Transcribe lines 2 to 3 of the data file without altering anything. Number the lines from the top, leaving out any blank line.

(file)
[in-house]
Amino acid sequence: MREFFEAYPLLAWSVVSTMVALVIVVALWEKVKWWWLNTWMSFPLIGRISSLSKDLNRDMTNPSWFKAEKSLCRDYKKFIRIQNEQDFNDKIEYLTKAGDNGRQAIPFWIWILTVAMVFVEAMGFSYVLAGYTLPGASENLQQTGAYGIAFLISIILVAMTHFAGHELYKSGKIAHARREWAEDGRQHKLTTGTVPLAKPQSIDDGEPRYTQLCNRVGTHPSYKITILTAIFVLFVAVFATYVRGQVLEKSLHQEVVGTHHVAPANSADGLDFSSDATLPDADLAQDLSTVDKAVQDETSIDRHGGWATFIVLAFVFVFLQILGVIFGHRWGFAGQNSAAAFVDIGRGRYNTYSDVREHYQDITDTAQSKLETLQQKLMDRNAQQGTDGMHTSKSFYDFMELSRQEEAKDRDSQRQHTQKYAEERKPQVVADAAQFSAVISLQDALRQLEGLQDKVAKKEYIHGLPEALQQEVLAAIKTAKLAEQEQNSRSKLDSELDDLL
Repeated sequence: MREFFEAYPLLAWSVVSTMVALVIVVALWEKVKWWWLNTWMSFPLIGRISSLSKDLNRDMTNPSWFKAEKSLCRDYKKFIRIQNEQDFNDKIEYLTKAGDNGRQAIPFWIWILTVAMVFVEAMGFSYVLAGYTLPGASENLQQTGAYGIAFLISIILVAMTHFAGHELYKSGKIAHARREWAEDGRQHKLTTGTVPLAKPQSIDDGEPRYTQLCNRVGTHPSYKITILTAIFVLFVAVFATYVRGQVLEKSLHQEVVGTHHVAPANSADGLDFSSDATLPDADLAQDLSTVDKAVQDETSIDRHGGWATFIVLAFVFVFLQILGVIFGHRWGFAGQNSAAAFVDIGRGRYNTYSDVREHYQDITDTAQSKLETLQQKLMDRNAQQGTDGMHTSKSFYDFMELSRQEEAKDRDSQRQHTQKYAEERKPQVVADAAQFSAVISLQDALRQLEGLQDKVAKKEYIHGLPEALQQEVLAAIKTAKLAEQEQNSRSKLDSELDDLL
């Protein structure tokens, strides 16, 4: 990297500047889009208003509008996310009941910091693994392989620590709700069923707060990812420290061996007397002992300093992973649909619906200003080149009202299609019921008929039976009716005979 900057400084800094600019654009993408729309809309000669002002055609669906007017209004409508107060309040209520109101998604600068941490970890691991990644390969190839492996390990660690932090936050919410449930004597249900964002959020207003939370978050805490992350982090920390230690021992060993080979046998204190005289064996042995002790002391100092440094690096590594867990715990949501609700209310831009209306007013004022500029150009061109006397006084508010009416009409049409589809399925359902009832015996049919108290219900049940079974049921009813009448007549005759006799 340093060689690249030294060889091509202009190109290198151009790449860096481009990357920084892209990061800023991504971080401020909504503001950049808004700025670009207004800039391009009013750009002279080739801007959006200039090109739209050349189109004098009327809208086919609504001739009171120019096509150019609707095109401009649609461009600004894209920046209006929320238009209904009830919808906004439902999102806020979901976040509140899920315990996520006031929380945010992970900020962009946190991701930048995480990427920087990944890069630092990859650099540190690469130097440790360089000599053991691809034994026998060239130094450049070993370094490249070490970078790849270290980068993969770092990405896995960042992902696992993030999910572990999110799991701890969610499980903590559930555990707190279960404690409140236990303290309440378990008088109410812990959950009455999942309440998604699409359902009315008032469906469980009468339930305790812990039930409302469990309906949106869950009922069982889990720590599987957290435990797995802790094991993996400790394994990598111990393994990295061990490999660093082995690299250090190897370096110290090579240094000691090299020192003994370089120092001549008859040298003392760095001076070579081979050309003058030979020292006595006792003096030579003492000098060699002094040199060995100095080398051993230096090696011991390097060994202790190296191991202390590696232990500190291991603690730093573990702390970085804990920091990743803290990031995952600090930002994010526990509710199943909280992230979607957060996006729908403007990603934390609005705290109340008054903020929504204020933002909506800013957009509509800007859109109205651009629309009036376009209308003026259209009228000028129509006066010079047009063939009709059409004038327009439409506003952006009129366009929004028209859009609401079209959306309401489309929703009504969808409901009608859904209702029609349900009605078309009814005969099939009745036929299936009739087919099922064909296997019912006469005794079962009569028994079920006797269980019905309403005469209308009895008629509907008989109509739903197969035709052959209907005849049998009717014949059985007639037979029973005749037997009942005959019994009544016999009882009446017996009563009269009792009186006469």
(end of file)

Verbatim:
Amino acid sequence: MREFFEAYPLLAWSVVSTMVALVIVVALWEKVKWWWLNTWMSFPLIGRISSLSKDLNRDMTNPSWFKAEKSLCRDYKKFIRIQNEQDFNDKIEYLTKAGDNGRQAIPFWIWILTVAMVFVEAMGFSYVLAGYTLPGASENLQQTGAYGIAFLISIILVAMTHFAGHELYKSGKIAHARREWAEDGRQHKLTTGTVPLAKPQSIDDGEPRYTQLCNRVGTHPSYKITILTAIFVLFVAVFATYVRGQVLEKSLHQEVVGTHHVAPANSADGLDFSSDATLPDADLAQDLSTVDKAVQDETSIDRHGGWATFIVLAFVFVFLQILGVIFGHRWGFAGQNSAAAFVDIGRGRYNTYSDVREHYQDITDTAQSKLETLQQKLMDRNAQQGTDGMHTSKSFYDFMELSRQEEAKDRDSQRQHTQKYAEERKPQVVADAAQFSAVISLQDALRQLEGLQDKVAKKEYIHGLPEALQQEVLAAIKTAKLAEQEQNSRSKLDSELDDLL
Repeated sequence: MREFFEAYPLLAWSVVSTMVALVIVVALWEKVKWWWLNTWMSFPLIGRISSLSKDLNRDMTNPSWFKAEKSLCRDYKKFIRIQNEQDFNDKIEYLTKAGDNGRQAIPFWIWILTVAMVFVEAMGFSYVLAGYTLPGASENLQQTGAYGIAFLISIILVAMTHFAGHELYKSGKIAHARREWAEDGRQHKLTTGTVPLAKPQSIDDGEPRYTQLCNRVGTHPSYKITILTAIFVLFVAVFATYVRGQVLEKSLHQEVVGTHHVAPANSADGLDFSSDATLPDADLAQDLSTVDKAVQDETSIDRHGGWATFIVLAFVFVFLQILGVIFGHRWGFAGQNSAAAFVDIGRGRYNTYSDVREHYQDITDTAQSKLETLQQKLMDRNAQQGTDGMHTSKSFYDFMELSRQEEAKDRDSQRQHTQKYAEERKPQVVADAAQFSAVISLQDALRQLEGLQDKVAKKEYIHGLPEALQQEVLAAIKTAKLAEQEQNSRSKLDSELDDLL